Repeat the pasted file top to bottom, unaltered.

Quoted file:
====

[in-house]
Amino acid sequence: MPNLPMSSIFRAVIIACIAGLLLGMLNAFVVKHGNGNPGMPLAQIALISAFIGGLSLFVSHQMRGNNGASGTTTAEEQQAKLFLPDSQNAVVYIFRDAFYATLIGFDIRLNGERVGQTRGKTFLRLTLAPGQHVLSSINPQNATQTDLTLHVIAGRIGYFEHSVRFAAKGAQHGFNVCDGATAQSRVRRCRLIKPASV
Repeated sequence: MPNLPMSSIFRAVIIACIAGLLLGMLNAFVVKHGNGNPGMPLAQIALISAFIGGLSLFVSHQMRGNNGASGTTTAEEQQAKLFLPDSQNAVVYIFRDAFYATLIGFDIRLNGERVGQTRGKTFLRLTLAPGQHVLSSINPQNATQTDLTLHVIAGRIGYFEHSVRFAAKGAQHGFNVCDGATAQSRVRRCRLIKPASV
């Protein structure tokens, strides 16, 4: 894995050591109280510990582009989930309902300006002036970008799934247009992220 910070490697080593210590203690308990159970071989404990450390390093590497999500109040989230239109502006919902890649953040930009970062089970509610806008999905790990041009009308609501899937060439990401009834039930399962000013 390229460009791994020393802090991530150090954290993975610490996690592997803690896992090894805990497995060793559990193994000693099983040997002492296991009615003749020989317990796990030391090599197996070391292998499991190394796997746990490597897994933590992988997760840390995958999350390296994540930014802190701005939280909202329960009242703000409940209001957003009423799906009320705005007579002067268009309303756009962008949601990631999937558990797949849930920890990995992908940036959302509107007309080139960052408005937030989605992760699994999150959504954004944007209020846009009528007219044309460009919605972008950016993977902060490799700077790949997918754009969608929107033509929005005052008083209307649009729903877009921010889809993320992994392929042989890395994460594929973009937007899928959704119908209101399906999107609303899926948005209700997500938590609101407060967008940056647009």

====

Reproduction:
[in-house]
Amino acid sequence: MPNLPMSSIFRAVIIACIAGLLLGMLNAFVVKHGNGNPGMPLAQIALISAFIGGLSLFVSHQMRGNNGASGTTTAEEQQAKLFLPDSQNAVVYIFRDAFYATLIGFDIRLNGERVGQTRGKTFLRLTLAPGQHVLSSINPQNATQTDLTLHVIAGRIGYFEHSVRFAAKGAQHGFNVCDGATAQSRVRRCRLIKPASV
Repeated sequence: MPNLPMSSIFRAVIIACIAGLLLGMLNAFVVKHGNGNPGMPLAQIALISAFIGGLSLFVSHQMRGNNGASGTTTAEEQQAKLFLPDSQNAVVYIFRDAFYATLIGFDIRLNGERVGQTRGKTFLRLTLAPGQHVLSSINPQNATQTDLTLHVIAGRIGYFEHSVRFAAKGAQHGFNVCDGATAQSRVRRCRLIKPASV
């Protein structure tokens, strides 16, 4: 894995050591109280510990582009989930309902300006002036970008799934247009992220 910070490697080593210590203690308990159970071989404990450390390093590497999500109040989230239109502006919902890649953040930009970062089970509610806008999905790990041009009308609501899937060439990401009834039930399962000013 390229460009791994020393802090991530150090954290993975610490996690592997803690896992090894805990497995060793559990193994000693099983040997002492296991009615003749020989317990796990030391090599197996070391292998499991190394796997746990490597897994933590992988997760840390995958999350390296994540930014802190701005939280909202329960009242703000409940209001957003009423799906009320705005007579002067268009309303756009962008949601990631999937558990797949849930920890990995992908940036959302509107007309080139960052408005937030989605992760699994999150959504954004944007209020846009009528007219044309460009919605972008950016993977902060490799700077790949997918754009969608929107033509929005005052008083209307649009729903877009921010889809993320992994392929042989890395994460594929973009937007899928959704119908209101399906999107609303899926948005209700997500938590609101407060967008940056647009």